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Monument Avenue's future is unclear

Posted at 6:44 PM, Jul 07, 2020
and last updated 2020-07-07 18:44:04-04

RICHMOND, Va -- Statues memorializing Confederate leaders lining Monument Avenue continue to come down in Richmond. While the city begins to rethink what its historic boulevard looks like moving forward, the moment may also alter plans to build a statue honoring Black Union soldiers who were awarded the Congressional Medal of Freedom.

A plan for erecting the statue on Monument Avenue that would memorialize 14 Medal of Honor recipients from a U.S. Colored Troops regiment of the Union Army who won a decisive victory over Confederate soldiers at the Battle of New Market Heights in eastern Henrico had previously gained approval by Richmond City Council.

Donald King, who was helping lead the effort, said the plans have lost momentum recently. The organization was in the process of setting dates for public hearings on the design of the monument, putting out an international call for an artist to build it, and launching a $10 million fundraising campaign.

“All that was ready to go, then the virus hit, and that slowed things down. Then George Floyd was killed, and that changed everything,” King said. “So I don't know, what's going to happen next. I don't know whether Monument Avenue will be fountains and modern art, or whether it will have historic figures on it.”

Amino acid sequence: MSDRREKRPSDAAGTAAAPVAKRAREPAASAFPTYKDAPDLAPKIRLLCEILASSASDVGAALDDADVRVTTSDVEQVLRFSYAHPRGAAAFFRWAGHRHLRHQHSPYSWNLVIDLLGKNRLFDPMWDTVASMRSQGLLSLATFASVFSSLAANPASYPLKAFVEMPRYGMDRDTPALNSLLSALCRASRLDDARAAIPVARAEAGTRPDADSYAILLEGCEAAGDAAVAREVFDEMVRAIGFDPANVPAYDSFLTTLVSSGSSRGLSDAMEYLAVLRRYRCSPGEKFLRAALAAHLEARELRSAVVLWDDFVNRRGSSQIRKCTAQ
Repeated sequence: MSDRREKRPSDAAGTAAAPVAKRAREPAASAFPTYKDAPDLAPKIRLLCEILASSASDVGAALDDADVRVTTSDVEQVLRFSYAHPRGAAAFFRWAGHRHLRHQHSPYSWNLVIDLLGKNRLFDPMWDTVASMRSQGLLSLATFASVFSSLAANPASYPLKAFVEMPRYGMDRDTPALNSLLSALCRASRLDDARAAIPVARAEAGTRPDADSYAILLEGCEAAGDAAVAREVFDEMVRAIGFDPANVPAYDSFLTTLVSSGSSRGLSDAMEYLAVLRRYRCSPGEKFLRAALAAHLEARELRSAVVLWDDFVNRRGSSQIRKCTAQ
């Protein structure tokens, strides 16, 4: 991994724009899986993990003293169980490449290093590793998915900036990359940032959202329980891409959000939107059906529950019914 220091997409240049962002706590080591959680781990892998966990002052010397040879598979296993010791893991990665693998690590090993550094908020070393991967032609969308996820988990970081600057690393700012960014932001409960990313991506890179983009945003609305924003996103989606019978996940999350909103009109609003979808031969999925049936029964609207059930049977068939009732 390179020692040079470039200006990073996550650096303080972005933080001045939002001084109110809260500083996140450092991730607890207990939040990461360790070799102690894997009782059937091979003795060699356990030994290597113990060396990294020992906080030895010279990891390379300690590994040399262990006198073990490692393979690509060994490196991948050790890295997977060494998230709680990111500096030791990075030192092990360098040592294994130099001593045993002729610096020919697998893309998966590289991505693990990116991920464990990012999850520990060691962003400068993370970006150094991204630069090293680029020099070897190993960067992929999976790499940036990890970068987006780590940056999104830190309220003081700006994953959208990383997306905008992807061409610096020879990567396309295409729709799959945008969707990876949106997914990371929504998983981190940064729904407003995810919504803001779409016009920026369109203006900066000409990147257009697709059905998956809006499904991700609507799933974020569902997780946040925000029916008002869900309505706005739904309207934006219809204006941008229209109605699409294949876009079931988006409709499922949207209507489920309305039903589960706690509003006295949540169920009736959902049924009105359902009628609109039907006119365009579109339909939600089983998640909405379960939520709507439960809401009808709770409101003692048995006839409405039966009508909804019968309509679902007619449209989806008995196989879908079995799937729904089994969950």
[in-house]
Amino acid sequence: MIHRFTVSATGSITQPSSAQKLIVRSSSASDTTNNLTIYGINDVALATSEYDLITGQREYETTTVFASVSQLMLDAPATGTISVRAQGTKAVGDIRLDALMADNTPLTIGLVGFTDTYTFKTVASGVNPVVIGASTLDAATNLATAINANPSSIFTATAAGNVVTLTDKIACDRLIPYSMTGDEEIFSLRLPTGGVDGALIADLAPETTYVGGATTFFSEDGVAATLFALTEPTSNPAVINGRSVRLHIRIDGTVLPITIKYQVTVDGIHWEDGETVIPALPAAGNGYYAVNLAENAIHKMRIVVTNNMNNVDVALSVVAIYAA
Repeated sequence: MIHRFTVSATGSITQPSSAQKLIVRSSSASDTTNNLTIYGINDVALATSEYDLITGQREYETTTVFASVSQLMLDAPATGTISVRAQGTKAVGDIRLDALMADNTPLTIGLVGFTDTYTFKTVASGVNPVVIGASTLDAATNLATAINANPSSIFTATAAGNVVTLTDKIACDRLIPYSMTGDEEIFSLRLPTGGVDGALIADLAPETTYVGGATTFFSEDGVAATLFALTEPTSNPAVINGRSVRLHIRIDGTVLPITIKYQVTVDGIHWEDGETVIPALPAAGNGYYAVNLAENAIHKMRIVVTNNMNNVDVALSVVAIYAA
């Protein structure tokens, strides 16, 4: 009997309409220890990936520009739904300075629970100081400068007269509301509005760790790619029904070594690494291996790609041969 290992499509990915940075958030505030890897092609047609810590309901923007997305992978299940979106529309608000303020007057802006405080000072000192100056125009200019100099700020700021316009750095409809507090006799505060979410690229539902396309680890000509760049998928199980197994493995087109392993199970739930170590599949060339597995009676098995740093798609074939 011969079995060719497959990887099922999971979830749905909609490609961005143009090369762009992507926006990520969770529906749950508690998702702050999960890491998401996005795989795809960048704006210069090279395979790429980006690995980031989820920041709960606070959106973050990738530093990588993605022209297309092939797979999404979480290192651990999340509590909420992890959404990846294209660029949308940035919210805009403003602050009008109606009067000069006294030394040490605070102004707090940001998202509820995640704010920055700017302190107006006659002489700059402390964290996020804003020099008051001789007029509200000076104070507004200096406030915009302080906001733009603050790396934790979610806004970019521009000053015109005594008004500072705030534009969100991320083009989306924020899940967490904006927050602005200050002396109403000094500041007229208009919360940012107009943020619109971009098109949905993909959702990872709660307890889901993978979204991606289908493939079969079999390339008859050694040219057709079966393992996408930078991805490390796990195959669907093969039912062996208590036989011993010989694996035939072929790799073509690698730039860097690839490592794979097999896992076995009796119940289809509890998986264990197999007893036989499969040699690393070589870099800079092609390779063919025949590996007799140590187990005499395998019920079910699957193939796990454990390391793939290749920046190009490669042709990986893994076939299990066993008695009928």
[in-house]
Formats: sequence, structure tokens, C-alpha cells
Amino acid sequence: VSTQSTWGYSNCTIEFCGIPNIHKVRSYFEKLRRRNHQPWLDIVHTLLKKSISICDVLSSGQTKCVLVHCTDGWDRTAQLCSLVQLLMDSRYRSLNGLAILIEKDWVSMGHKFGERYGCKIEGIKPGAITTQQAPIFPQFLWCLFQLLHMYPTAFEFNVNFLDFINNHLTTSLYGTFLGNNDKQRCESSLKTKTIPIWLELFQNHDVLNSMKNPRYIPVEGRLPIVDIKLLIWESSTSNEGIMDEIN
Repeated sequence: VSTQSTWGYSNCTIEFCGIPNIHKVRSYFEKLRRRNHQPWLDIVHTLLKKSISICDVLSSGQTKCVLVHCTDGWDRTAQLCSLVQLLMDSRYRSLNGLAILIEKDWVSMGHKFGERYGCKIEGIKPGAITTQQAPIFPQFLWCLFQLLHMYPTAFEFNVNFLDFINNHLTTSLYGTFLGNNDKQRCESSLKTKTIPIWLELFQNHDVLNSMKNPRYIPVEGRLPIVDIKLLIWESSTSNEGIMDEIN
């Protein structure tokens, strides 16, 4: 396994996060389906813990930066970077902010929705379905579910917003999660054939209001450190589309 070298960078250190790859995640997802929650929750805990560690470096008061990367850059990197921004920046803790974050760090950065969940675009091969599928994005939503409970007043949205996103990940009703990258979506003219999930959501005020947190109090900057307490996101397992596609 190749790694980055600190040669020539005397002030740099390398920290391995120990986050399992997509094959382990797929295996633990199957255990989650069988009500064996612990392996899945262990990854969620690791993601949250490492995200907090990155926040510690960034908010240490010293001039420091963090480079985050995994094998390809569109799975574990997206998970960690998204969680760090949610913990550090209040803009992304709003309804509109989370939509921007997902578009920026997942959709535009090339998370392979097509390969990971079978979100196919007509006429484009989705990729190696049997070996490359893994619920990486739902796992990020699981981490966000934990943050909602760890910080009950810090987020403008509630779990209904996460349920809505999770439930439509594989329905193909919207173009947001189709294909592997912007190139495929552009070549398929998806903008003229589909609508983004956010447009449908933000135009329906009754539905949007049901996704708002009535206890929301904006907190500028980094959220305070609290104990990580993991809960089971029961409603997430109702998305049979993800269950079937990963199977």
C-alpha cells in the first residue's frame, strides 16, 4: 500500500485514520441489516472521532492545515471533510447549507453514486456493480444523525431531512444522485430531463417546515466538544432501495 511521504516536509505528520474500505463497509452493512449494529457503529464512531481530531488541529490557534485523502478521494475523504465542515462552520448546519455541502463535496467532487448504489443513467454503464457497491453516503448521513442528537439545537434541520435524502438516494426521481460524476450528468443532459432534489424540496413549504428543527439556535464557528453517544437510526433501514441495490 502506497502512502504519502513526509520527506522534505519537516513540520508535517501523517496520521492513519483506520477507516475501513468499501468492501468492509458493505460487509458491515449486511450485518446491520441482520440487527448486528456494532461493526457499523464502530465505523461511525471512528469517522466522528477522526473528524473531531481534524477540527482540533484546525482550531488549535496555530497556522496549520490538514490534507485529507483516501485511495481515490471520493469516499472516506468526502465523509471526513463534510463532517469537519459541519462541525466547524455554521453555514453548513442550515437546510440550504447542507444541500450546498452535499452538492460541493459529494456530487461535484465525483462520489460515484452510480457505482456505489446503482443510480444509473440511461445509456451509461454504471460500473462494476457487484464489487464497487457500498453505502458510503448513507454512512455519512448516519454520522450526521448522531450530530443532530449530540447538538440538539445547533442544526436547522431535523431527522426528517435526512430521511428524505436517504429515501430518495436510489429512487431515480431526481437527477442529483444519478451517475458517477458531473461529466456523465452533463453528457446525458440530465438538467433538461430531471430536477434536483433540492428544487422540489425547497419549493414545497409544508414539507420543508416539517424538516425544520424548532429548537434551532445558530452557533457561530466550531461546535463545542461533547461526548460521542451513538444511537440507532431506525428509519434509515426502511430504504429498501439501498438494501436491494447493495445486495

As Richmond begins to reimagine Monument Avenue, Anthony and Michal Fisher, along with their cousin Javion, continue to hand out supplies to people visiting the Lee monument for demonstrations or to take in what it now looks like. The Fishers said Richmond needs to find a way to capture and permanently honor the energy of this moment in the city.

“What I think is we should have a great gathering space for people who want to express their artistic freedom. It should be safe, and it should be for everybody,” Anthony Fisher said.

“Document this moment. Have a place where this moment can be seen and remembered 20 years from now. The artwork the pictures, the testimony of the people,” Michael Fisher said.

“I think the consciousness of the nation has been elevated,” King said.

While the effort to honor “The New Market 14” on Monument Avenue may not happen, King said another organization, The Battle of New Market Heights Memorial and Education Association, is working to build a statue near the historic battlefield in Henrico.

“I'm not sure what that is on Monument Avenue right now, I think everybody will get behind a statue of these heroes who were awarded the Medal of Honor,” he said. “The heroism of African American troops who beat white troops needs to be told.”

You can read more about the Battle of New Market Heights and the men who fought there by clicking here:

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